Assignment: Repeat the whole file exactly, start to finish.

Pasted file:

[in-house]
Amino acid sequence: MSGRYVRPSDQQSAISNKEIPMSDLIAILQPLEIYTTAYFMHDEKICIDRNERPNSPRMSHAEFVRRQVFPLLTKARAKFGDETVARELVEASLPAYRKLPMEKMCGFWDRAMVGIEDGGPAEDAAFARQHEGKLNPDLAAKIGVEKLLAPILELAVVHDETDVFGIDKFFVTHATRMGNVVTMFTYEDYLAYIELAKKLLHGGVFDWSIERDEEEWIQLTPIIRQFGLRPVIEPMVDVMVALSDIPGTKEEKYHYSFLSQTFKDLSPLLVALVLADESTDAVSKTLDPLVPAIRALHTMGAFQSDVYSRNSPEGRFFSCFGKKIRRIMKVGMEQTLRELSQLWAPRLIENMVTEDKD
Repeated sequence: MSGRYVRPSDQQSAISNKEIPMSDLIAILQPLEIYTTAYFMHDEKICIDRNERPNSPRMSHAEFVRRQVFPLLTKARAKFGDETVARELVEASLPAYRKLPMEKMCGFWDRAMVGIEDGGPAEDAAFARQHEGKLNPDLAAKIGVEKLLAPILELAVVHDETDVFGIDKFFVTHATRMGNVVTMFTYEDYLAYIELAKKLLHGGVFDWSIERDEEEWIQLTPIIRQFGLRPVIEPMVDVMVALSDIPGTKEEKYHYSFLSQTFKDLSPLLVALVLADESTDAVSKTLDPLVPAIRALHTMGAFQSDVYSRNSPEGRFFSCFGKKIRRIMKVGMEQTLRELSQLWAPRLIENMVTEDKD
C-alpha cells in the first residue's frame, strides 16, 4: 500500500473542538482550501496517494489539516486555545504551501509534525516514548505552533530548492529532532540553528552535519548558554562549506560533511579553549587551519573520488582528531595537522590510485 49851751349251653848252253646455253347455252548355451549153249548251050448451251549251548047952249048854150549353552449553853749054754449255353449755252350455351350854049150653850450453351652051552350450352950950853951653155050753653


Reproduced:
[in-house]
Amino acid sequence: MSGRYVRPSDQQSAISNKEIPMSDLIAILQPLEIYTTAYFMHDEKICIDRNERPNSPRMSHAEFVRRQVFPLLTKARAKFGDETVARELVEASLPAYRKLPMEKMCGFWDRAMVGIEDGGPAEDAAFARQHEGKLNPDLAAKIGVEKLLAPILELAVVHDETDVFGIDKFFVTHATRMGNVVTMFTYEDYLAYIELAKKLLHGGVFDWSIERDEEEWIQLTPIIRQFGLRPVIEPMVDVMVALSDIPGTKEEKYHYSFLSQTFKDLSPLLVALVLADESTDAVSKTLDPLVPAIRALHTMGAFQSDVYSRNSPEGRFFSCFGKKIRRIMKVGMEQTLRELSQLWAPRLIENMVTEDKD
Repeated sequence: MSGRYVRPSDQQSAISNKEIPMSDLIAILQPLEIYTTAYFMHDEKICIDRNERPNSPRMSHAEFVRRQVFPLLTKARAKFGDETVARELVEASLPAYRKLPMEKMCGFWDRAMVGIEDGGPAEDAAFARQHEGKLNPDLAAKIGVEKLLAPILELAVVHDETDVFGIDKFFVTHATRMGNVVTMFTYEDYLAYIELAKKLLHGGVFDWSIERDEEEWIQLTPIIRQFGLRPVIEPMVDVMVALSDIPGTKEEKYHYSFLSQTFKDLSPLLVALVLADESTDAVSKTLDPLVPAIRALHTMGAFQSDVYSRNSPEGRFFSCFGKKIRRIMKVGMEQTLRELSQLWAPRLIENMVTEDKD
C-alpha cells in the first residue's frame, strides 16, 4: 500500500473542538482550501496517494489539516486555545504551501509534525516514548505552533530548492529532532540553528552535519548558554562549506560533511579553549587551519573520488582528531595537522590510485 49851751349251653848252253646455253347455252548355451549153249548251050448451251549251548047952249048854150549353552449553853749054754449255353449755252350455351350854049150653850450453351652051552350450352950950853951653155050753653